Friday, April 24, 2009

Bring Back Biblical Nintento Games

Two things that have been strangely popular for the past decade are video games and Christianity. The former should be obvious. Wii Sports has turned old people on to playing video games, Rock Band is a house party staple and remember DDR? No brainer, video games are huge. But Christianity is just as big. Every other week, the covers of TIME or Newsweek have something to tell us about the state of America’s faith, and American Idol guests sing songs by Switchfoot and Third Day. Plus, nearly half of the country still votes based on whether or not a candidate subscribes to “Christian values.” If you haven’t realized how massive a force Christianity is in this country, you’ve been playing too many video games.

What I can’t figure out is why the two worlds haven’t collided yet. We got a good dose of ridiculousness a few years ago for the Left Behind video game, but that was ultimately a flop. Where’s the Moses video game? Where’s Spiritual Warfare? Where’s David and Goliath (I mean, they already made the modern TV show, Kings, where’s the Xbox version?)?

About 20 years ago, Nintendo did have “Christian video games.” You could buy them at the Family Bookstores. These games were incredible. They were not legitimate NES games at all. The cartridges weren’t even the standard shape or color. They were subversive in their religious infiltration, marketing solely to the Christian audience. If you didn't grow up in an overly churched family, you didn't know about these games.

I can vividly remember playing a few of them. Bible Adventures, Exodus and Spiritual Warfare were the big three.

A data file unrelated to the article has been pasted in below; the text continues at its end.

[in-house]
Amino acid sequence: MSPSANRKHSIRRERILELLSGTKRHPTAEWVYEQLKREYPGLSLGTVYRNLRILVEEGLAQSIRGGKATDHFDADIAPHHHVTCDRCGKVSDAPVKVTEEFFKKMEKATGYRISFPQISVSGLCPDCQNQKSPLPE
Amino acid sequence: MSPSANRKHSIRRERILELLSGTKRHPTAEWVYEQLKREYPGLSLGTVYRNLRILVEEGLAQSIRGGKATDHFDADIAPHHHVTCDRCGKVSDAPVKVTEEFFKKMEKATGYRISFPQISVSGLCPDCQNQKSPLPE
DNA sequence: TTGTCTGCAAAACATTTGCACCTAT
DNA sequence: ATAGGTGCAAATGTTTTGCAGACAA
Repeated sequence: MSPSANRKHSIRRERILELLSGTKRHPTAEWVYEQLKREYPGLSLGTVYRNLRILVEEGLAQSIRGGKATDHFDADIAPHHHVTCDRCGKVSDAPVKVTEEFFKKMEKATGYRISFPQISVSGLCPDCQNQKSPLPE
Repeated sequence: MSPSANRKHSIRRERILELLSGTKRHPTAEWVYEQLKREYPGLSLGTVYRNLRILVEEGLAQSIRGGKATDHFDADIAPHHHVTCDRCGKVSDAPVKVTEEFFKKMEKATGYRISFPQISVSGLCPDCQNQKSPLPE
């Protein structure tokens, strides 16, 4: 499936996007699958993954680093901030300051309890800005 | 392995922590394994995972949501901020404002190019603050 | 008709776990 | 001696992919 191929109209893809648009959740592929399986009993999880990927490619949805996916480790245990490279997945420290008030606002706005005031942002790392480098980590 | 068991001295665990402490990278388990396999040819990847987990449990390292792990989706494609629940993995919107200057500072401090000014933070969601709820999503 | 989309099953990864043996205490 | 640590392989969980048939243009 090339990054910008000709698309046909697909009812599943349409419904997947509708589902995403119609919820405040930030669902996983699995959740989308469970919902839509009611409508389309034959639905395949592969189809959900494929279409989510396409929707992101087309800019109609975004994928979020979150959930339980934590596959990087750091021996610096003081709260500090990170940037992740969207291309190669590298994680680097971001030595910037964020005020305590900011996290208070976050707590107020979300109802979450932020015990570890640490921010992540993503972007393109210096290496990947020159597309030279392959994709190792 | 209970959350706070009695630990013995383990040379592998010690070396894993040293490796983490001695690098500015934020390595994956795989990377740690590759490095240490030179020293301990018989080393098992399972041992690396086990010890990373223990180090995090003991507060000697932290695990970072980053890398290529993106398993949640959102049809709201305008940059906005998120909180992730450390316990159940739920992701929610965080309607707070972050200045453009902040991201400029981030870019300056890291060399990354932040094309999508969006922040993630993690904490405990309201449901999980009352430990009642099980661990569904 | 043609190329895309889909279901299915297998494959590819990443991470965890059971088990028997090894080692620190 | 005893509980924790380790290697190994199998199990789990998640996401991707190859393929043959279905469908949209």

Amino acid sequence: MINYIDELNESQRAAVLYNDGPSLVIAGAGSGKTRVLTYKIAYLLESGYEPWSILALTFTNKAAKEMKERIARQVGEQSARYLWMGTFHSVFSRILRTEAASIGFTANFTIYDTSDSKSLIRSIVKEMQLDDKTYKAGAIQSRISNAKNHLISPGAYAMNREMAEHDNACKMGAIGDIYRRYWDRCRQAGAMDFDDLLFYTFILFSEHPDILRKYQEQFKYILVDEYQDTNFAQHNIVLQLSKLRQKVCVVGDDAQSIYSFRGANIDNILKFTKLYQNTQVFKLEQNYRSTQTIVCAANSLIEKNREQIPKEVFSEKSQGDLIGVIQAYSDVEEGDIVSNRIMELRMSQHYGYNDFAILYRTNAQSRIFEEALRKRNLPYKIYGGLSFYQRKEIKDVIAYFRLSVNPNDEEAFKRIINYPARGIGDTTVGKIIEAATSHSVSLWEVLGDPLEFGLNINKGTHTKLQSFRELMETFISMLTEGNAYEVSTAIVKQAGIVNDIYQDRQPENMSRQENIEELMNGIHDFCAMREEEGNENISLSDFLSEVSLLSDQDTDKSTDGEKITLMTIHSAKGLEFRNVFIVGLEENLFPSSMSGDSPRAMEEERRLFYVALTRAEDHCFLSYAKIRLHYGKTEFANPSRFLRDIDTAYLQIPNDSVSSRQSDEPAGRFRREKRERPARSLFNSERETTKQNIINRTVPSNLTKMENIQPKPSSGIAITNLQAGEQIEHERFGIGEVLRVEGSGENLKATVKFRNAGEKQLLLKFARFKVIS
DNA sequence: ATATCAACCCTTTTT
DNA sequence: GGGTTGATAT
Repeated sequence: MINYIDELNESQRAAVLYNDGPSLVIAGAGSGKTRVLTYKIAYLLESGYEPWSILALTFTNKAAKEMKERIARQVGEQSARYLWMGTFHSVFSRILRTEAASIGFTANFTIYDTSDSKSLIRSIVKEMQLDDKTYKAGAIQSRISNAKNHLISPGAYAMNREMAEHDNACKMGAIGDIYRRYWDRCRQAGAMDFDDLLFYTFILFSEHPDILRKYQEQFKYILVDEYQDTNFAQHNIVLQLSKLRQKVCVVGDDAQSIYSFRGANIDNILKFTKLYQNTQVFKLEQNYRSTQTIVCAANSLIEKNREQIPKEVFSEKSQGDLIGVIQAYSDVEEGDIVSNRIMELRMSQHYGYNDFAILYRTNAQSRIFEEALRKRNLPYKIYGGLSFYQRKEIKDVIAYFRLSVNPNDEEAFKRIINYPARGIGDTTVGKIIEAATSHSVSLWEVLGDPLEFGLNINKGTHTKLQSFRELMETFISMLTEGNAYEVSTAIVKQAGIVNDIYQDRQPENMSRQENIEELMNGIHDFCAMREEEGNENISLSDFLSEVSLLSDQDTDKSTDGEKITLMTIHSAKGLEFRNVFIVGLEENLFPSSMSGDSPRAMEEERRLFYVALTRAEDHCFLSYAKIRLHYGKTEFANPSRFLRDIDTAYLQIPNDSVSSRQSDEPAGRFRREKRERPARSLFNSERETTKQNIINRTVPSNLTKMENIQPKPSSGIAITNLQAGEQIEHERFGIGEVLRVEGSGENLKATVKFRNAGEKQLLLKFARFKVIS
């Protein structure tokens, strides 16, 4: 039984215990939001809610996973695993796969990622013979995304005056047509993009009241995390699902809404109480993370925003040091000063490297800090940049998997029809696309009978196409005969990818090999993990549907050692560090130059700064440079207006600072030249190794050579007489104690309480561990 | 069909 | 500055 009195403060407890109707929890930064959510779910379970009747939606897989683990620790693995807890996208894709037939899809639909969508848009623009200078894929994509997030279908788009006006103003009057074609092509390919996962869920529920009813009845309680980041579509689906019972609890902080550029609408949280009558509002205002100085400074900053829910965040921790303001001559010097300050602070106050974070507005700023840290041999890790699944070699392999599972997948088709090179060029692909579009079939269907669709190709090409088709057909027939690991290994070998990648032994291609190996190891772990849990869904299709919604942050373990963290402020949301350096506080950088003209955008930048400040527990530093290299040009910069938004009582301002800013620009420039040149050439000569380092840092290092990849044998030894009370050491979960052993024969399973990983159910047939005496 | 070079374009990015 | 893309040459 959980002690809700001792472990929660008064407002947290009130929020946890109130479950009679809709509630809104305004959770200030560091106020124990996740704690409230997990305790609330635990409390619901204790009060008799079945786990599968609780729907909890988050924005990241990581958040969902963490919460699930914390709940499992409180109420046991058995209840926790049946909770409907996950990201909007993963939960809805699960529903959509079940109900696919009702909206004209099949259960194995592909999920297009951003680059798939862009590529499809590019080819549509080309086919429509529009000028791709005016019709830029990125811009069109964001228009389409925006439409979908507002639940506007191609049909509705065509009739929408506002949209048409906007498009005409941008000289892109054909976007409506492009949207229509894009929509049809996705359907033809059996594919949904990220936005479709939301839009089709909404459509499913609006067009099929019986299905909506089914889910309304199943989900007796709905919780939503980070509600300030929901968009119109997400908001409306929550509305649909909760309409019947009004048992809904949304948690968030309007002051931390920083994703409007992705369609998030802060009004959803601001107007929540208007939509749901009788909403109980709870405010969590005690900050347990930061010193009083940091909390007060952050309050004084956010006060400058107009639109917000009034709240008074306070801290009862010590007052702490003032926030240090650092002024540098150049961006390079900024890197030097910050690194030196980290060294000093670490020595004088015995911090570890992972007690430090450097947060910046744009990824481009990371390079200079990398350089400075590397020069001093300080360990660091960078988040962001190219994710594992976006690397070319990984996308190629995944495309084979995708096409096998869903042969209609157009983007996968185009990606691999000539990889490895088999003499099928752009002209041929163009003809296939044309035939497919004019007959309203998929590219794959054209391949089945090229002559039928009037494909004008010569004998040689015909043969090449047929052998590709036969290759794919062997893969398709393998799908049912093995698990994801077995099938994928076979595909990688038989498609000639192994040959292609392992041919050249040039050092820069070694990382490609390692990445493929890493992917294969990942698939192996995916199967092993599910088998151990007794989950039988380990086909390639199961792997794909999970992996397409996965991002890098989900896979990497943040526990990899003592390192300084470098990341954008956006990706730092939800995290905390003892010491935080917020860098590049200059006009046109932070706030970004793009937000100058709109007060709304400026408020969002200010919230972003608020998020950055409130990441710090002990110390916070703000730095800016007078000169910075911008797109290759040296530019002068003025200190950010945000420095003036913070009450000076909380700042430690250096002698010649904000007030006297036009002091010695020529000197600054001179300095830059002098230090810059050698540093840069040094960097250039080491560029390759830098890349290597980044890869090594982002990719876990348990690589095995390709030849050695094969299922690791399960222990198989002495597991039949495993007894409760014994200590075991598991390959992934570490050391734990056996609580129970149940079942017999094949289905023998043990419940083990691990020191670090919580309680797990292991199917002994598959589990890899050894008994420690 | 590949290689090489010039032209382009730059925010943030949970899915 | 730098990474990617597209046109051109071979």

Spiritual Warfare was such a trip. It played like the Legend of Zelda, with a view from above and a square-shaped character. But instead of wandering around forests and collecting pieces of the Tri-Force, you wander around forests and find various Fruits of the Spirit. Once you find a piece of fruit, you can use it as a weapon. I think the banana worked as a boomerang, and the apple was like a grenade. I’m not sure if any of these fruits represented peace or kindness, but if so, this game had some serious contradictions at its core.

I also remember collecting different pieces of the Armor of God. Shields and breastplates and what not. And boots, which enabled you to walk over hot tar safely. The boots were a nod to “feet shod with the gospel of peace,” obviously.

The enemies in the game were two-fold, physical and spiritual. That is, simple human beings would walk around, apparently trying to hurt you because of your blatant Christianity. So you were forced to throw fruit at them. If you threw enough fruit, you would eventually kill these people. But that was never the end of the situation. Once the nasty heathens were dead, a red demon would fly out of them, and would also come after you. Luckily the fruit was dualistic, as effective on flesh and blood as it was on metaphysical phenomena.

The Exodus game was similar to Spiritual Warfare in its gameplay, only about 100 times more difficult. I didn’t attempt this one very often, because it was one of the hardest video games I’ve ever played. The game was a total maze, a mix of puzzle and RPG that I never had the patience to endure for more than 15 minutes. As far as Bible video games go, this one was probably the most appropriate adaptation. It probably takes a good 40 years to complete this game, level after level of wandering agony. I really felt empathy for the Jewish people after playing this beast.

Bible Adventures was a real treat though. If I remember correctly, there were three different games that you could play in one cartridge. Noah’s ark, David and Goliath, and one of them was somehow about baby Moses (I didn’t play this one much…).